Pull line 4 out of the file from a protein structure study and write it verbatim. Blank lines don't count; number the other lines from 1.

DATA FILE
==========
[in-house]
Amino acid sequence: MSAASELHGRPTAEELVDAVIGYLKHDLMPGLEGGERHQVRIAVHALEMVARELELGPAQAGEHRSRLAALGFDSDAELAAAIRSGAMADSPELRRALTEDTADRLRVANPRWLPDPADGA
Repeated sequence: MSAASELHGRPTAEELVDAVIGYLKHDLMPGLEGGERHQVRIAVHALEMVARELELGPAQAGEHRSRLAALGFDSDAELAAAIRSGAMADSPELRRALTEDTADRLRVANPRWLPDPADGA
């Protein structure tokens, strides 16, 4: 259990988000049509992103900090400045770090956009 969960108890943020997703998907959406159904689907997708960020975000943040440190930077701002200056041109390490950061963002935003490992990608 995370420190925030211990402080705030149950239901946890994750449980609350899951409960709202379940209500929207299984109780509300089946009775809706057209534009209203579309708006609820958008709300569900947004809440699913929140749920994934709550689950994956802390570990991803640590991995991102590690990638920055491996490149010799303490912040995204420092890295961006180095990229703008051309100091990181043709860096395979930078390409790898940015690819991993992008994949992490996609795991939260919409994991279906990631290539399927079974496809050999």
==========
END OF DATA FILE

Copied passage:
């Protein structure tokens, strides 16, 4: 259990988000049509992103900090400045770090956009 969960108890943020997703998907959406159904689907997708960020975000943040440190930077701002200056041109390490950061963002935003490992990608 995370420190925030211990402080705030149950239901946890994750449980609350899951409960709202379940209500929207299984109780509300089946009775809706057209534009209203579309708006609820958008709300569900947004809440699913929140749920994934709550689950994956802390570990991803640590991995991102590690990638920055491996490149010799303490912040995204420092890295961006180095990229703008051309100091990181043709860096395979930078390409790898940015690819991993992008994949992490996609795991939260919409994991279906990631290539399927079974496809050999």